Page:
A bold and innovative slant to the traditional BBC middle class, suburban set sitcom, The Fall and Rise of Reginald Perrin, was not only both a critical and audience success, but also allowed the impeccable comedic genius of Liverpool born star Leonard Rossiter to add yet another iconic character to his already impressive credentials.
Based on his own novel, 'The Death of Reginald Perrin', David Nobbs sitcom used as its central character a man falling headlong into the calamity of mid-life-crisis. But more than that, the series was an inspired swipe at middle class England, big business and consumerism. Reginald Iolanthe Perrin had worked in the same boring job with Sunshine Desserts for 20 years. Every day he left his boring Norbitan home, took the same boring train journey, arrived at his boring office (always eleven minutes late), and was greeted by his boring secretary (Sue Nicholls), whom he dreamed of having an affair with. His career was going nowhere and he was constantly browbeaten by his overbearing boss C.J. (John Barron), who was forever offering advice beginning with "I didn't get where I am today..." until it all became too much for Reggie and he drove himself to the seaside, threw off his clothes and faked his own suicide in order to start a new life. (British MP John Stonehouse copied this in real life).
Following a spell of wandering around Britain and picking up odd jobs, such as a labourer on a pig farm, Reggie returned to suburbia in the guise of Martin Welbourne, remarried wife Elizabeth (Pauline Yates), and set up a chain of shops called Grot, which specialised in useless objects. Further more, Reggie employed the ex-staff of the now defunct Sunshine Desserts, including his secretary, C.J, Tony 'Great' Webster and David 'Super' Harris-Jones. But things went too well for Reggie and Grot became a runaway success, steering Reggie straight back into the lifestyle that he had previously resented so much. At the end of season two, Reggie and the entire cast staged another fake suicide, only to re-surface for a third season in which Reggie founded a commune for distressed executives.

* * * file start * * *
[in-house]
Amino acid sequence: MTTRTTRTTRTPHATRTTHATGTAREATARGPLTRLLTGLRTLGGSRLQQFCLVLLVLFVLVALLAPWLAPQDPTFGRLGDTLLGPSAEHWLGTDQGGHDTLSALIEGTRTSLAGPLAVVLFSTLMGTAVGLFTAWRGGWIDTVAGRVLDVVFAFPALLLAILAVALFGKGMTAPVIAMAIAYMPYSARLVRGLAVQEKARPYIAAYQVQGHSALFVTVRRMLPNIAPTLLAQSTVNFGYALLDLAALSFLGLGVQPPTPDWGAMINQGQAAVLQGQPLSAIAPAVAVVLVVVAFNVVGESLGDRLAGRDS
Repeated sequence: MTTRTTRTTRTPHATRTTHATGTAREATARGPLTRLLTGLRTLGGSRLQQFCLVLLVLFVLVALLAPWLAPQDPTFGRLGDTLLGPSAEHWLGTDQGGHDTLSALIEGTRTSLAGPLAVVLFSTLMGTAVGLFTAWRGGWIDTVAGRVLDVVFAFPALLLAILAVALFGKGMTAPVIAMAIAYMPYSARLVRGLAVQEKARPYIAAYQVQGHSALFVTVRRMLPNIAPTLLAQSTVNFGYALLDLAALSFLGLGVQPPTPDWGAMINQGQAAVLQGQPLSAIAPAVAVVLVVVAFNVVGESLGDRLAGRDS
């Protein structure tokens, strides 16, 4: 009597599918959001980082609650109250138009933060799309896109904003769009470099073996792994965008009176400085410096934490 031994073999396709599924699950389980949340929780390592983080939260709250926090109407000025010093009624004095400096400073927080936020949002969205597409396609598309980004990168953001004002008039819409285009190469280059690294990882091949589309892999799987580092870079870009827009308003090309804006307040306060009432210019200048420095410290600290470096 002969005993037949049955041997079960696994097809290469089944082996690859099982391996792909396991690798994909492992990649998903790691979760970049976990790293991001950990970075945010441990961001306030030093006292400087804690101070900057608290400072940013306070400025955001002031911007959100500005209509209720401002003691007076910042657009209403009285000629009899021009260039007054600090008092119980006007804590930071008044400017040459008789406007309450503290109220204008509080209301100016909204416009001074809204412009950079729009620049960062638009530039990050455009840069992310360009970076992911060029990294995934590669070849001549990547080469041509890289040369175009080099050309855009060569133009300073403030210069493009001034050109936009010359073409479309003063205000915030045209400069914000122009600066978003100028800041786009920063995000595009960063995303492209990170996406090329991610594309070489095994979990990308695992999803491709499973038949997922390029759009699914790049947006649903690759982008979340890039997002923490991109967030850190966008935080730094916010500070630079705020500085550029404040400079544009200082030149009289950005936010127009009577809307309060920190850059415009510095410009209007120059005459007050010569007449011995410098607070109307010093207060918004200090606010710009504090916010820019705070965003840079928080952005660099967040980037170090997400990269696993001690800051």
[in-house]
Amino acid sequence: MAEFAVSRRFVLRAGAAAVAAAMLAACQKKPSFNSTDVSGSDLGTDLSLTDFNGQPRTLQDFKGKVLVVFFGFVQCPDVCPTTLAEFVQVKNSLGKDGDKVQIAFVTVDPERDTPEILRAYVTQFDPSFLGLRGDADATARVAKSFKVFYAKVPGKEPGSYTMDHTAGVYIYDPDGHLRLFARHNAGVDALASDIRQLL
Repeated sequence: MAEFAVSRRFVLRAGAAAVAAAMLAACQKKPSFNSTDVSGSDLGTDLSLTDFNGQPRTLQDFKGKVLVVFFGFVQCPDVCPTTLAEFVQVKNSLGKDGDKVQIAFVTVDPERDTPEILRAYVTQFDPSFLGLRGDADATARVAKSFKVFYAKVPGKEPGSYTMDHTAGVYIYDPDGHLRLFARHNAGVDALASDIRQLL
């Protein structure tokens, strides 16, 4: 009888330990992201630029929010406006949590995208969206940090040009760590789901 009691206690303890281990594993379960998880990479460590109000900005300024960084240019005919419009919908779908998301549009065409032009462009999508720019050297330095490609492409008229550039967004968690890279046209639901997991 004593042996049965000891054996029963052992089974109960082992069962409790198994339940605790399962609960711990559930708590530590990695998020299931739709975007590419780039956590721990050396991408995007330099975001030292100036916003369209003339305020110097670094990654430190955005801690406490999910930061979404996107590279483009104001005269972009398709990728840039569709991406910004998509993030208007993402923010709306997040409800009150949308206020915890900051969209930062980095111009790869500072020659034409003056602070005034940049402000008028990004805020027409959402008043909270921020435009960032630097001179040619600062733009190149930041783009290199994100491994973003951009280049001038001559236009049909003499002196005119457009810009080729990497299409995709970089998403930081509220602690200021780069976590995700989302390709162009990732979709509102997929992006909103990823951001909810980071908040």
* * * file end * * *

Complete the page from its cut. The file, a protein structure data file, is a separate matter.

Now joined by his militaristic brother-in-law, Jimmy (Geoffrey Palmer, who would later almost totally recreate the role in Fairly Secret Army), who would always be on the scrounge for food with the excuse "Sorry, bit of a cock-up on the catering front.' Perrins, as the new company called itself, employed all of Reggie's old cronies including an indecipherable Scottish cook by the name of McBlane. An American version (Reggie) starring former Soap star Richard Mulligan, was broadcast in 1983 by ABC, but inexplicably, the BBC revived the series (The Legacy of Reginald Perrin) in 1996, which took up the story after Reggie had been killed by an advertising hoarding (Leonard Rossiter himself had passed away in 1984), leaving his former colleagues to perform absurd tasks in order to inherit several million pounds from his will. However, stripped of its central character and the all-important presence of Rossiter himself, the show, with the benefit of hindsight, was always doomed to certain failure.
Skilfully and insightfully written, and performed to the peak of perfection by a seasoned cast who delivered perfectly pitched lines with subtle aplomb, The Fall and Rise of Reginald Perrin was comedy of the very highest order from a television institution at the very pinnacle of its classic comedy output.
Published on December 11th, 2018. Written by Laurence Marcus & SRH for Television Heaven.